Coronavirus: Too early to exit lockdown measures in the EU

Coronavirus: Too early to exit lockdown measures in the EU

The European Commission was supposed to discuss and adopt a roadmap to exit the restrictive measures put into place by the member states during the coronavirus crisis but it appears to be too early since hardly any country has managed to flatten the curves.

Many countries start to fear the economic consequences of a prolonged closure of the economy and are eager to phase out the lockdown measures. As reported yesterday, Denmark and Austria have announced exit strategies starting from mid-April.

Belgium does not belong to those countries. The head of the expert team appointed by the government to steer the country out of the nationwide standstill warned yesterday (8 April) that it is “far too early” for Belgium to define a timetable to lift its coronavirus lockdown.

Updated risk assessment

In fact, the same message was also given yesterday by the European Centre for Disease Prevention and Control (ECDC) in its updated risk assessment.

“In the current situation, continuous spread of the virus can be expected. It is still too early to suddenly lift all community and physical distancing measures in the EU/EEA and the UK, even though these stringent measures may be quite disruptive to society on an economic and social level,” warned ECDC Director Andrea Ammon.

According to ECDC, overall, large increases in COVID-19 cases and deaths continue to be reported from the EU/EEA countries and the UK. Recently, in a few EU/EEA countries, the number of new cases and new deaths reported daily appears to have decreased slightly. However, many countries are currently only testing severe or hospitalised cases, therefore these trends should be interpreted with caution.

Despite early evidence from Italy and Austria that the number of cases and deaths are declining, there is currently no indication at EU level that the peak of the epidemic has been reached.

The risk of increasing community transmission of COVID-19 in the EU/EEA and the UK in the coming weeks is moderate if mitigation measures are in place, and very high if insufficient mitigation measures are in place (emphasis by ECDC).

ECDC writes that a strong focus should remain on comprehensive testing and surveillance strategies, community measures such as physical distancing, strengthening of healthcare systems and informing the public and health community.

Last but not the least, the promotion of mental wellbeing among people living under physical distancing measures is necessary to ensure that populations have the resilience to maintain adherence to these measures. The ECDC is located in Solna, Sweden, where the government appears to have this in mind when designing less strict lockdown measures than other countries.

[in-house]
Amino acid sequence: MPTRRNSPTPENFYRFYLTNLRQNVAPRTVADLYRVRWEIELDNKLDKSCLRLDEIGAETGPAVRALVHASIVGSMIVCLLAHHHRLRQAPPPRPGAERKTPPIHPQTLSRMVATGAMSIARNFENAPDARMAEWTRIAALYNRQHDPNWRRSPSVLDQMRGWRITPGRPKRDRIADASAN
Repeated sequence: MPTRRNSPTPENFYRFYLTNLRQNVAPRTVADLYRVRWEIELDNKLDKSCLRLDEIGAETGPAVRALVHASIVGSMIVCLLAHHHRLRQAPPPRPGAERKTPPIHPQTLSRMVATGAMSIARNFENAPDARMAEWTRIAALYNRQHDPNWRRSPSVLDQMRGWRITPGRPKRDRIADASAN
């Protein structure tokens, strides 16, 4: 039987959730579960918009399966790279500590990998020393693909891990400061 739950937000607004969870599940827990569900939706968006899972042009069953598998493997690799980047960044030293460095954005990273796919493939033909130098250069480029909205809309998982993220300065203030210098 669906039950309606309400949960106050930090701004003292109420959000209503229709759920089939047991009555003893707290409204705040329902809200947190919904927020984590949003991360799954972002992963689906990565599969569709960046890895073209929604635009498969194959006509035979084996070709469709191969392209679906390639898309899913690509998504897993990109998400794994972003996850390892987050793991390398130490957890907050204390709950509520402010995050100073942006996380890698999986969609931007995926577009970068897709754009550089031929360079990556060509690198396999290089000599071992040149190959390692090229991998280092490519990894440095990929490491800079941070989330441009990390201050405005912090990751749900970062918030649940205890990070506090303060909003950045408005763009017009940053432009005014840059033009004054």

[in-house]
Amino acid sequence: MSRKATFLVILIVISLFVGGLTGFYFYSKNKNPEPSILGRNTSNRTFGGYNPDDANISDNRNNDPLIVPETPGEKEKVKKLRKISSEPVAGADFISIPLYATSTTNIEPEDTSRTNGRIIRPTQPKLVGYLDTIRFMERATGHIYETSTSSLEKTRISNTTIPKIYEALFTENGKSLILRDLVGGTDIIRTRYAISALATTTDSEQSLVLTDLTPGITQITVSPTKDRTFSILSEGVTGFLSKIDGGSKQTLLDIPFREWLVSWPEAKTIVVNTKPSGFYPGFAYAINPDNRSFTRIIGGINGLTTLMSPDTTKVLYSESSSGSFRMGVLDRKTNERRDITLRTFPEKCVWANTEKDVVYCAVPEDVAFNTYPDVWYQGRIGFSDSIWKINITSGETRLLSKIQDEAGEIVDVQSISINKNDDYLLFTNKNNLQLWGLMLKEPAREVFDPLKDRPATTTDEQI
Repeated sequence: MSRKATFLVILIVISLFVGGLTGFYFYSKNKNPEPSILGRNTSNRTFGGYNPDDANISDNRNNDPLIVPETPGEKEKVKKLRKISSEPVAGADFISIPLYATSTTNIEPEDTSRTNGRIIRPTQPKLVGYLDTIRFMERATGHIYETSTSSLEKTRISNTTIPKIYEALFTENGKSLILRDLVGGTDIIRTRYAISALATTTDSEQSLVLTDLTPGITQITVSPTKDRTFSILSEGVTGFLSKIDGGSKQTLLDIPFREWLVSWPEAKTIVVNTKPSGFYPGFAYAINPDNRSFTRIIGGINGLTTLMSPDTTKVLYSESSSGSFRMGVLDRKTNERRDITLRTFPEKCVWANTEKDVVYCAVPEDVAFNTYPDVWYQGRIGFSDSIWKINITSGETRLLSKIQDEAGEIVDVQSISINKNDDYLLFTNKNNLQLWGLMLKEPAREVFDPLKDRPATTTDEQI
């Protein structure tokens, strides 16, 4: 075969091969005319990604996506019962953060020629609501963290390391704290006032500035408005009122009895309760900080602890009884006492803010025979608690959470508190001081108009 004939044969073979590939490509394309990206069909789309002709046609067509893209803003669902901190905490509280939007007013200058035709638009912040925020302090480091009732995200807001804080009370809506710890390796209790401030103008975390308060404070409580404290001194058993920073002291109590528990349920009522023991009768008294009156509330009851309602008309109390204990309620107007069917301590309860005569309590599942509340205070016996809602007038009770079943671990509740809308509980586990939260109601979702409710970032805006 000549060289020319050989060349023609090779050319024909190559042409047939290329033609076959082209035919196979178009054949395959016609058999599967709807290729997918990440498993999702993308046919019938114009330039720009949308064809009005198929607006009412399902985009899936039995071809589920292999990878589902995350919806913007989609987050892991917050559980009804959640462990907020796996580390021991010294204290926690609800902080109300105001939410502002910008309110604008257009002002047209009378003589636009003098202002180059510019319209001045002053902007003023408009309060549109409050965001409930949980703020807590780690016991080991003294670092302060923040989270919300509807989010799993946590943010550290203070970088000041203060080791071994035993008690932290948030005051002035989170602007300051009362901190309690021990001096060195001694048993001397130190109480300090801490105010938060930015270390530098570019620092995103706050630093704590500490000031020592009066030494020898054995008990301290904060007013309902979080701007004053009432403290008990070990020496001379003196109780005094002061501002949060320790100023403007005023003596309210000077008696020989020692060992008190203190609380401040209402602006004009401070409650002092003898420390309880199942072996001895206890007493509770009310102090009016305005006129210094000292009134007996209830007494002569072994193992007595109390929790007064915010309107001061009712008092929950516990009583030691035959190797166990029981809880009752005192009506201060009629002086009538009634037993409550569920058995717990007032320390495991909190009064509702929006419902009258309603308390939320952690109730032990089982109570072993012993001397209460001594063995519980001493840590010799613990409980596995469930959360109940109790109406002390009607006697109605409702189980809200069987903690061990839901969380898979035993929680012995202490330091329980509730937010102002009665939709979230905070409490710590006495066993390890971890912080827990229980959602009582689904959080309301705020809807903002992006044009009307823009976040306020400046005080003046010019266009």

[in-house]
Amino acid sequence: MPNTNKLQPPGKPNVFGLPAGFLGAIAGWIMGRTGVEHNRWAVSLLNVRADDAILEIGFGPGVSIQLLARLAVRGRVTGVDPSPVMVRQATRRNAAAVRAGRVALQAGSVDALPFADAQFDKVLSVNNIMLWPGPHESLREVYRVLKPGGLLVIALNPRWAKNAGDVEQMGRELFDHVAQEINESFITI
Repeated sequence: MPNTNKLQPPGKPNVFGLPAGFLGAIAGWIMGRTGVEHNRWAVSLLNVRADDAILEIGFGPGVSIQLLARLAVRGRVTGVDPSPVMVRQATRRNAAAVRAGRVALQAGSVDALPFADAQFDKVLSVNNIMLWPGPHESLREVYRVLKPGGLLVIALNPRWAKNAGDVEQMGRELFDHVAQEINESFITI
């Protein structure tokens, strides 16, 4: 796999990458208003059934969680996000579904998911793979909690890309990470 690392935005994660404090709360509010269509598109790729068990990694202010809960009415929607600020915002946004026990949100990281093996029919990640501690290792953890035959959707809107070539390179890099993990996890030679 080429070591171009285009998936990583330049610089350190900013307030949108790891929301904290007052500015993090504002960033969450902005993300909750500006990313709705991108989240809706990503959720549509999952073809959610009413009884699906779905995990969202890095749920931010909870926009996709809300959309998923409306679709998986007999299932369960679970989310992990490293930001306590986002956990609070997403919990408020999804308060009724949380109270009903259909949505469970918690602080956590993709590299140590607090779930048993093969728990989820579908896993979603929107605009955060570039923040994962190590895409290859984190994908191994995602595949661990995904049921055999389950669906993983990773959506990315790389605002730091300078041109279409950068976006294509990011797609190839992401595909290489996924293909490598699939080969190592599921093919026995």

Commission response

The European Commission also indicated on Wednesday that its planned guidelines on exit strategies was premature. At the on-line press briefing, the chief spokesperson said that the Commission recognizes, after consultation with the member states, that more time is needed for reflection and adoption of the guidelines.

Furthermore, in an announcement yesterday, the Commission invited the member states to prolong the temporary restriction on non-essential travel to the EU until 15 May.

The experience of member states and other countries in Europe (30 countries in total) exposed to the pandemic shows the measures applied to fight the spread of the virus require more than 30 days to be effective, the Commission writes.

“The Commission calls for a coordinated approach to the prolongation, as action at the external borders can only be effective if implemented by all countries at all borders, with the same end date and in a uniform manner.”

The spokesperson told The Brussels Times that the Commission is constantly adapting its course of action. Indeed, after a slow start, when the spread of the coronavirus could have been contained, the Commission has adopted a number of measures to support the member states hit by the outbreak and to coordinate a common response.

“We are in the middle of fighting the pandemic,” he said. The next challenge will be to coordinate the exit from the crisis knowing that the member states are at different points in the curves which need to be flattened. Analysing the spread of the virus and the capacity of the health care systems is crucial.

Does the Commission foresee that member states will exit the crisis at different times, keeping their borders closed until they have fully exited? The Commission guidelines will apparently address this question. “We think that it’s important that there is information and coordination, e.g. to allow for health workers and goods to cross the borders.”

M. Apelblat

The Brussels Times

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